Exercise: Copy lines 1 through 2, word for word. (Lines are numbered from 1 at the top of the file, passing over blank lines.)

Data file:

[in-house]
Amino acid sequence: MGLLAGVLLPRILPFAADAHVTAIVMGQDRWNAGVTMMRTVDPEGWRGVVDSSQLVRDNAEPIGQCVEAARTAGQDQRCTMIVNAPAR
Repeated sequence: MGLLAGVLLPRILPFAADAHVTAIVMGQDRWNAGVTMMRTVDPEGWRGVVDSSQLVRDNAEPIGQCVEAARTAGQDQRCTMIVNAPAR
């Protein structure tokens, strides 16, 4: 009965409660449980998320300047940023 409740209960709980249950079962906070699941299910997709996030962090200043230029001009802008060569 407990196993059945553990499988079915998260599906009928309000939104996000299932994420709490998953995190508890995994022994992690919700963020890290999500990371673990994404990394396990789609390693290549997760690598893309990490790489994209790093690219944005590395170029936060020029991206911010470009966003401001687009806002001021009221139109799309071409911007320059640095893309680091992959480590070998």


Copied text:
[in-house]
Amino acid sequence: MGLLAGVLLPRILPFAADAHVTAIVMGQDRWNAGVTMMRTVDPEGWRGVVDSSQLVRDNAEPIGQCVEAARTAGQDQRCTMIVNAPAR